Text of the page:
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      Venturing a 30-year longitudinal study.

      1 ,

      The American psychologist

      American Psychological Association (APA)

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          Abstract

          Longitudinal inquiry has long been recognized as a uniquely powerful method for seeking understanding of psychological development. A 30-year longitudinal venture is described--its theoretical motivation, methodological rationale, and details of implementation. Some of the novel and implicative findings the study has generated are briefly described. Common to all of the results is an absolute reliance on long-term, widely ranging, independent data. Although specific aspects of the study have appeared over the years, its intentions and scope are recounted only here. By and large, the organizing constructs of ego-control and ego-resiliency find impressive support in various empirical inquiries, here quickly described. Methodologically, a number of savvy research procedures useful and perhaps even necessary in longitudinal research are conveyed. The troublesome burdens but ever-alluring attractions of longitudinal inquiry are noted. A forthcoming Web site will contain the extensive 30-year longitudinal data bank together with explanatory information. Psychological investigators may find these imminently available data resources useful.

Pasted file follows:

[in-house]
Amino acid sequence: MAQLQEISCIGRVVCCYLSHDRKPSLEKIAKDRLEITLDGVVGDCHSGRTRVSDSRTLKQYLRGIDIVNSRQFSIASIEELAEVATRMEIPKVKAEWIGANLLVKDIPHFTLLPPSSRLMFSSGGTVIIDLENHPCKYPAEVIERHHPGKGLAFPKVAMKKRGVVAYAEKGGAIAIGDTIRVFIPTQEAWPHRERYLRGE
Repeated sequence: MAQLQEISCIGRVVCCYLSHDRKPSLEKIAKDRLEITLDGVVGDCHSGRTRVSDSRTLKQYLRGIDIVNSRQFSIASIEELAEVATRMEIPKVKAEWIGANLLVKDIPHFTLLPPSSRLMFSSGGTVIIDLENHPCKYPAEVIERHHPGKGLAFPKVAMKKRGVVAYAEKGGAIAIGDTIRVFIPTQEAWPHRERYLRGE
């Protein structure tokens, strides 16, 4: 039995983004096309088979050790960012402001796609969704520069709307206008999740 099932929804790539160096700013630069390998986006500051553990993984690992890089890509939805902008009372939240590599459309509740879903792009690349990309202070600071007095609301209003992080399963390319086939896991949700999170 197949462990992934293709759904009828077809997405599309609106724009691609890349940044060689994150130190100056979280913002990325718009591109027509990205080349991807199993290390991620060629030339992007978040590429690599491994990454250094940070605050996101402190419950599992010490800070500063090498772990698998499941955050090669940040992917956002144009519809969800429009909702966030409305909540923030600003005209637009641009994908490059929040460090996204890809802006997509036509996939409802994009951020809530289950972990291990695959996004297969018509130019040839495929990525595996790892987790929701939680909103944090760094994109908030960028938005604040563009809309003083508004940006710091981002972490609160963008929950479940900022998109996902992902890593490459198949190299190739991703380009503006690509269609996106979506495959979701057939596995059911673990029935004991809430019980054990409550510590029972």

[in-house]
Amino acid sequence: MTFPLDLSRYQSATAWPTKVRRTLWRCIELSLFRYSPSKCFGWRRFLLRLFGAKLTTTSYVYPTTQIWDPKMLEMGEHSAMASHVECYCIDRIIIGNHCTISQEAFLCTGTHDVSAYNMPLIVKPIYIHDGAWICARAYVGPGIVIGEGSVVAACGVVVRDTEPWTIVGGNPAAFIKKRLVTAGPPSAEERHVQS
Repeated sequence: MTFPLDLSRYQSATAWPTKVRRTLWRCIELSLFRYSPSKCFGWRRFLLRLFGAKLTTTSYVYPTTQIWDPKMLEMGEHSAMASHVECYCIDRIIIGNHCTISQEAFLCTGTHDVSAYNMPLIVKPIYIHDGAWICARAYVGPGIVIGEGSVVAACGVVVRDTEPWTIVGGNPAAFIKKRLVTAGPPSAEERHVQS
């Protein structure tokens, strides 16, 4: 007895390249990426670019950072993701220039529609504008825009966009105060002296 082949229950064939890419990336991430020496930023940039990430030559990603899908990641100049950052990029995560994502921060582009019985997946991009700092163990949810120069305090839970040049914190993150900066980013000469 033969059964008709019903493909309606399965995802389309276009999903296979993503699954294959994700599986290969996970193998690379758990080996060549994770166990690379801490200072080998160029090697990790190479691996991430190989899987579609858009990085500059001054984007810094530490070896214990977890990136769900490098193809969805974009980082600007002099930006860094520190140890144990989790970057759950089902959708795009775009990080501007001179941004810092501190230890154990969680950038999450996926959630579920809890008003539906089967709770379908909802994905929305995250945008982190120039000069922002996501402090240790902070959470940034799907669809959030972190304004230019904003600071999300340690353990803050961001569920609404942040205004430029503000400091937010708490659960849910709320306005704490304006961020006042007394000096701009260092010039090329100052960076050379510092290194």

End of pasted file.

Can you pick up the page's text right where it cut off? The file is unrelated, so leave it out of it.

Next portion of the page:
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          Author and article information

          Journal
          Am Psychol
          The American psychologist
          American Psychological Association (APA)
          0003-066X
          0003-066X
          May 25 2006
          : 61
          : 4
          Affiliations
          [1 ] Department of Psychology, University of California, Berkeley, 94720, USA. jblock@socrates.berkeley.edu
          Article
          2006-05893-004
          10.1037/0003-066X.61.4.315
          16719676

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